Alfie Gets In First by Shirley Hughes. Here’s a detail I enjoy: as the family enters the home, a problem arises and a ruckus ensues– notice the cat which, in previous pages, was peacefully napping on the column, turn an indignant look at the family and then jump down to find a better resting spot. [2+]
The Owl and the Pussycat by Jan Brett. The text is a poem from the 1800’s by Edward Lear that is fun to memorize with your kids. Apparently, Lear invented the term “runcible”, which in this book describes a spoon. Its meaning is unclear or perhaps non-existent! In other poems, he refers to a runcible cat and a runcible goose. All Jan Brett’s books are packed with detail. [2+}
The art in a book should deepen our experience of the story. The artwork in a book should help us more deeply understand the story/message. Images and text have a symbiotic relationship, so that each is richer because of the other. Two examples are:
Angus and the Cat by Marjorie Flack [1 ½ +]
Stopping by Woods on a Snowy Evening by Robert Frost/Susan Jeffers. The text of this book is also a poem. My older elementary children first memorized the poem, then had the delight of finding it illustrated. Its quiet hues help us enter into the scene described in the poem and add silent details and explanations to the words of the poem. [4+]
Whatever the materials or style demonstrated in the pictures, they should be executed with technical skill. Even if I value the text of a book, or even if it is a gift, I typically do not keep it if the pictures do not show artistic mastery– the ability to use texture and color with good effect, the ability to draw figures from different angles, and so on. You have permission (from me) to get rid of books you do not think are worthy. Go ahead! Stories that are true or good deserve beautiful pictures to go with them, and risk having their value dismissed because of poorly done artwork. What I hope is that by filling my home with books that are beautiful, I am giving my children a standard by which to judge other images and experiences in their life. They are growing a gut-level instinct for beauty with every picture they view. Two examples of this principle are:
The Tale of Mrs. Tittlemouse by Beatrix Potter Her artistic skill is able to make animals look completely realistic as they sweep the floor, dance a jig, or do blatantly UNrealistic actions. My children love this story and always are annoyed by the intrusive neighbor. [2+]
Blueberries for Sal by Robert McCloskey. This is a good example of how a high standard of artistic skill does not mean the same style for each book. These pictures are very different from Beatrix Potter - much less realistic, but no less masterful. [2+]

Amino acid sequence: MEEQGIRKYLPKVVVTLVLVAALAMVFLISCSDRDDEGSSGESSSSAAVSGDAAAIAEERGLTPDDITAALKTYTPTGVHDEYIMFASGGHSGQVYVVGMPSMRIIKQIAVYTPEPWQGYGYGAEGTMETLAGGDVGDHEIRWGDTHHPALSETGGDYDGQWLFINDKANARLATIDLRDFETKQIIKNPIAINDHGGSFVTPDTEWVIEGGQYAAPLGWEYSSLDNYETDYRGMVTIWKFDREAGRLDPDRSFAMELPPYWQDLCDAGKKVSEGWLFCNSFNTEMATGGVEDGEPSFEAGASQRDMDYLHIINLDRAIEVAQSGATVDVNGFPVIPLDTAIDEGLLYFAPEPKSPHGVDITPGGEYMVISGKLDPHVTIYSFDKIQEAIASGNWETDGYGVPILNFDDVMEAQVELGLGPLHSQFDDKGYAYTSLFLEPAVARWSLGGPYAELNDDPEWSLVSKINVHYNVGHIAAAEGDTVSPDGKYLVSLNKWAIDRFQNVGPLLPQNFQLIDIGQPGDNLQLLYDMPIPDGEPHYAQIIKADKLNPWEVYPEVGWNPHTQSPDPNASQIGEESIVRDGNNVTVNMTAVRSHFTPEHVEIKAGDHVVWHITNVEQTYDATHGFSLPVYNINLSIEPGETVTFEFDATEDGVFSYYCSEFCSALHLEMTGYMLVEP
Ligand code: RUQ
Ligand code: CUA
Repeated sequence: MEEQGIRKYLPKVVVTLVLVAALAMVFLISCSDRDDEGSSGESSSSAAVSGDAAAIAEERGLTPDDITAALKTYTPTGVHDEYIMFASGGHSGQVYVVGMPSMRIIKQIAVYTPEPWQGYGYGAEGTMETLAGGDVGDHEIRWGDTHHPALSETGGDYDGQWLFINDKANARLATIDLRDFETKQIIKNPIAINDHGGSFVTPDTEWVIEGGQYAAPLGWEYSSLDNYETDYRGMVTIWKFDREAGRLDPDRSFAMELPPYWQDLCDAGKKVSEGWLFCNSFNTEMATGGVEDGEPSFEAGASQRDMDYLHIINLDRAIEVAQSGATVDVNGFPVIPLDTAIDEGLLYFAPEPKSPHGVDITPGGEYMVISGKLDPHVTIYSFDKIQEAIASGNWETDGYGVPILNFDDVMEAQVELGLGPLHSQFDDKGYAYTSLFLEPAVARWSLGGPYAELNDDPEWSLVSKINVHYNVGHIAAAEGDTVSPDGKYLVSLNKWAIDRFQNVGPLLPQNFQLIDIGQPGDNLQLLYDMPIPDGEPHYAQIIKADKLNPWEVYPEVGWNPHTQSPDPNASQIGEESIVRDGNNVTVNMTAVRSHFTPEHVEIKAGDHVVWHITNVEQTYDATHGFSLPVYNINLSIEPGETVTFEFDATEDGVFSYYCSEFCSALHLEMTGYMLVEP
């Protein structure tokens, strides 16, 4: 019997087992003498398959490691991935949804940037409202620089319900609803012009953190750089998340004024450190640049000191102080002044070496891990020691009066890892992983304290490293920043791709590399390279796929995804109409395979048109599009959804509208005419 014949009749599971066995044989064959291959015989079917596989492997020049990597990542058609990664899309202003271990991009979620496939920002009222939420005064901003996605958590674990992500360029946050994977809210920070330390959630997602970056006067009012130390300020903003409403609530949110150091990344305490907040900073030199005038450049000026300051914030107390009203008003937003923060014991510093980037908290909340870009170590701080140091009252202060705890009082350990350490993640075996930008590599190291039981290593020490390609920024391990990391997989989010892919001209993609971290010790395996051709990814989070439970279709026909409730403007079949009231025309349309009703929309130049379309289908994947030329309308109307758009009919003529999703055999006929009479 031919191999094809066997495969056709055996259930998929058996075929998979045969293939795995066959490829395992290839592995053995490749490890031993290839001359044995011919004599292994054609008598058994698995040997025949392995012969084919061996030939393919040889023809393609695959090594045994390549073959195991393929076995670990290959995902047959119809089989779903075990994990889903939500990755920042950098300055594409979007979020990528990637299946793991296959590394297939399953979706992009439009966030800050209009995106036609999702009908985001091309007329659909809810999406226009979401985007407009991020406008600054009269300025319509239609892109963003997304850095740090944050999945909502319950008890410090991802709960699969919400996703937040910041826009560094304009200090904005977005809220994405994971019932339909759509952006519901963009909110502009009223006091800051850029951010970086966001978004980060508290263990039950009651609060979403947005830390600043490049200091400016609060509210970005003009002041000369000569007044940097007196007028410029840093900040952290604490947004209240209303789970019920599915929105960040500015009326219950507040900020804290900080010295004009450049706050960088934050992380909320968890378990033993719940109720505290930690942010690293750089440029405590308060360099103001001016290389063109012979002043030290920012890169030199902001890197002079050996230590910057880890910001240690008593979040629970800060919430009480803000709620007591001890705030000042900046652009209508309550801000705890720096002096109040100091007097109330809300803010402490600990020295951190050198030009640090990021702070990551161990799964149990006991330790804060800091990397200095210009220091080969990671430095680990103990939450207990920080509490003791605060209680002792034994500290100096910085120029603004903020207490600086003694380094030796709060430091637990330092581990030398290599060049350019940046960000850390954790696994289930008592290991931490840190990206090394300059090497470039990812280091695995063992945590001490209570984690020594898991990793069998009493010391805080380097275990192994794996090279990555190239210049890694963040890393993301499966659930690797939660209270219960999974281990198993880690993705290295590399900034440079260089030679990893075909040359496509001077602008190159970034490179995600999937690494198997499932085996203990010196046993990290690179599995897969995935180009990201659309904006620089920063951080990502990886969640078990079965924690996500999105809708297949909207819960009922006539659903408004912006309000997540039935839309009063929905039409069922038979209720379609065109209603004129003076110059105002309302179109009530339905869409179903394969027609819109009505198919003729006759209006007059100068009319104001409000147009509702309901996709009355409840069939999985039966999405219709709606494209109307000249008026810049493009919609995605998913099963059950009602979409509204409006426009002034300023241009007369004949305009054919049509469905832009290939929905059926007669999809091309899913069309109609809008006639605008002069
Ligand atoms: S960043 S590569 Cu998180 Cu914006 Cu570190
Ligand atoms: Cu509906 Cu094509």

Illustrations ought to be an appropriate and purposefully-chosen match for the kind of story they accompany and for the target age of the child. Simple illustrations are easier for a very young child to understand. For this age, I prefer pictures that are not too full of detail – they often have the background of a picture almost empty (a perfect example of that is the Little Bear series by Else Minarik/Maurice Sendak). As children grow, they are better able to appreciate illustrations chock full of detail. Art should also match the feel and tone of the book. Two other example are:
One is One by Tasha Tudor Her pictures are charming and lovely, a perfect match for the whimsical, nostalgic tone of her books. [1 ½ +]
Empty Pot by Demi This story, set in China, contains illustrations with the type of art you might see on a porcelain ginger jar, with clean pictures and deeply tinted colors. All Demi’s books are gorgeous. [3+]
Let us joyfully take on this incredibly profound (and incredibly easy, I think) task of inviting our children to receive, contemplate, and love what is Real as they encounter it in books and beyond.
What principles would you add to my list? Do you have the perfect example for one of the principles? I’m always learning and would love to hear!
Erin Graver lives in a village-within-a-city in Kansas surrounded by books, daughters, oak trees and friends. After graduating from Notre Dame, and later the John Paul II Institute in Washington, DC she taught high school alongside her husband before "retiring" to teach her own children, attend book club meetings, speak at the occasional retreat, drink coffee, and do laundry.